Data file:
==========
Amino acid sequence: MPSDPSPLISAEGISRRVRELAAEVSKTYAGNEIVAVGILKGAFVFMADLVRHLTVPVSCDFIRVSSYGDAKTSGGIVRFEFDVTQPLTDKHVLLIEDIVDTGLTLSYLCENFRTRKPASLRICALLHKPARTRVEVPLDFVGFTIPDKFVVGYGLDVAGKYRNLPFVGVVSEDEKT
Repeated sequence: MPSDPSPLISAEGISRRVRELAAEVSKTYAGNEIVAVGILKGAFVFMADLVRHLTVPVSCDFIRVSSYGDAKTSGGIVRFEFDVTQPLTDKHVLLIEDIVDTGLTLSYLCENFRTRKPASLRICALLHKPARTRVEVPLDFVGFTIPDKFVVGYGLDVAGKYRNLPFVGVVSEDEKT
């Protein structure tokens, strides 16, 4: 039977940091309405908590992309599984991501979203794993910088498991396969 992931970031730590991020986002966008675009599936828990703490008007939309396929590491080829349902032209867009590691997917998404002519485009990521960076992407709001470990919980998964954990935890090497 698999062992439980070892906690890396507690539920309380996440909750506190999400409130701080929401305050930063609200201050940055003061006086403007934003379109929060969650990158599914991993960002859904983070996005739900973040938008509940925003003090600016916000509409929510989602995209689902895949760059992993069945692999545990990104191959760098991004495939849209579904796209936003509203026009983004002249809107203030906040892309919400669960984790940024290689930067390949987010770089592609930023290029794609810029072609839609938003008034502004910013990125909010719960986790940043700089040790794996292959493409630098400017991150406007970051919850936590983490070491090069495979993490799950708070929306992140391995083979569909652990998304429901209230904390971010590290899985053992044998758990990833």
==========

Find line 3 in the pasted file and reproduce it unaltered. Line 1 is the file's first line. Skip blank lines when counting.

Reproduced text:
């Protein structure tokens, strides 16, 4: 039977940091309405908590992309599984991501979203794993910088498991396969 992931970031730590991020986002966008675009599936828990703490008007939309396929590491080829349902032209867009590691997917998404002519485009990521960076992407709001470990919980998964954990935890090497 698999062992439980070892906690890396507690539920309380996440909750506190999400409130701080929401305050930063609200201050940055003061006086403007934003379109929060969650990158599914991993960002859904983070996005739900973040938008509940925003003090600016916000509409929510989602995209689902895949760059992993069945692999545990990104191959760098991004495939849209579904796209936003509203026009983004002249809107203030906040892309919400669960984790940024290689930067390949987010770089592609930023290029794609810029072609839609938003008034502004910013990125909010719960986790940043700089040790794996292959493409630098400017991150406007970051919850936590983490070491090069495979993490799950708070929306992140391995083979569909652990998304429901209230904390971010590290899985053992044998758990990833």